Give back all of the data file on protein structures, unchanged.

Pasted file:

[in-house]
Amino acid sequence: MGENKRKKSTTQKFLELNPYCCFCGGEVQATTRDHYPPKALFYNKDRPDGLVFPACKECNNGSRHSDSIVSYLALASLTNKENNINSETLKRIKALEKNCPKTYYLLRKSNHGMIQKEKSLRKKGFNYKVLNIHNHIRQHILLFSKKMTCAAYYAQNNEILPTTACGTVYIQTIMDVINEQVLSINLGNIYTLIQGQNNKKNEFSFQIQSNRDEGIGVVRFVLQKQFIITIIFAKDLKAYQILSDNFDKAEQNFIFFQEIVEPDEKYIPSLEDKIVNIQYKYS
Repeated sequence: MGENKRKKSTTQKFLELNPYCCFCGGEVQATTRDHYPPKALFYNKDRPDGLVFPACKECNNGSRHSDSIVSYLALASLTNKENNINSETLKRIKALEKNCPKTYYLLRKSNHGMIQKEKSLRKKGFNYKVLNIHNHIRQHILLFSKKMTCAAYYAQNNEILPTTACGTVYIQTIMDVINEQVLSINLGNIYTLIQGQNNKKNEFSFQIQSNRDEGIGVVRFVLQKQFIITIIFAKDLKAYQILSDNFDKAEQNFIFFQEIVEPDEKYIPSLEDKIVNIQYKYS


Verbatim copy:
[in-house]
Amino acid sequence: MGENKRKKSTTQKFLELNPYCCFCGGEVQATTRDHYPPKALFYNKDRPDGLVFPACKECNNGSRHSDSIVSYLALASLTNKENNINSETLKRIKALEKNCPKTYYLLRKSNHGMIQKEKSLRKKGFNYKVLNIHNHIRQHILLFSKKMTCAAYYAQNNEILPTTACGTVYIQTIMDVINEQVLSINLGNIYTLIQGQNNKKNEFSFQIQSNRDEGIGVVRFVLQKQFIITIIFAKDLKAYQILSDNFDKAEQNFIFFQEIVEPDEKYIPSLEDKIVNIQYKYS
Repeated sequence: MGENKRKKSTTQKFLELNPYCCFCGGEVQATTRDHYPPKALFYNKDRPDGLVFPACKECNNGSRHSDSIVSYLALASLTNKENNINSETLKRIKALEKNCPKTYYLLRKSNHGMIQKEKSLRKKGFNYKVLNIHNHIRQHILLFSKKMTCAAYYAQNNEILPTTACGTVYIQTIMDVINEQVLSINLGNIYTLIQGQNNKKNEFSFQIQSNRDEGIGVVRFVLQKQFIITIIFAKDLKAYQILSDNFDKAEQNFIFFQEIVEPDEKYIPSLEDKIVNIQYKYS